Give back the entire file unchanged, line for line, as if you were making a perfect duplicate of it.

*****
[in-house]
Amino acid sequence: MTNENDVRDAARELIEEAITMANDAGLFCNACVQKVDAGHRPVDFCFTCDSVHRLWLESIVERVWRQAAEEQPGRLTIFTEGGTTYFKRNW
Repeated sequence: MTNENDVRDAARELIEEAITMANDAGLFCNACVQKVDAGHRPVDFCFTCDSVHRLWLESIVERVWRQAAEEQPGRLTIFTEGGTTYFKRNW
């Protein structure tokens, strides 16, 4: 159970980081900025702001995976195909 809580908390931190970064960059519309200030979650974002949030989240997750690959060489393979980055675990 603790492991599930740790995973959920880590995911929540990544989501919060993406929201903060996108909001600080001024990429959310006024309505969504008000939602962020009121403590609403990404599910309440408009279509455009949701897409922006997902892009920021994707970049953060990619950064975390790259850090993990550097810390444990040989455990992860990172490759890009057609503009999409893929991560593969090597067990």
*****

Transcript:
[in-house]
Amino acid sequence: MTNENDVRDAARELIEEAITMANDAGLFCNACVQKVDAGHRPVDFCFTCDSVHRLWLESIVERVWRQAAEEQPGRLTIFTEGGTTYFKRNW
Repeated sequence: MTNENDVRDAARELIEEAITMANDAGLFCNACVQKVDAGHRPVDFCFTCDSVHRLWLESIVERVWRQAAEEQPGRLTIFTEGGTTYFKRNW
């Protein structure tokens, strides 16, 4: 159970980081900025702001995976195909 809580908390931190970064960059519309200030979650974002949030989240997750690959060489393979980055675990 603790492991599930740790995973959920880590995911929540990544989501919060993406929201903060996108909001600080001024990429959310006024309505969504008000939602962020009121403590609403990404599910309440408009279509455009949701897409922006997902892009920021994707970049953060990619950064975390790259850090993990550097810390444990040989455990992860990172490759890009057609503009999409893929991560593969090597067990």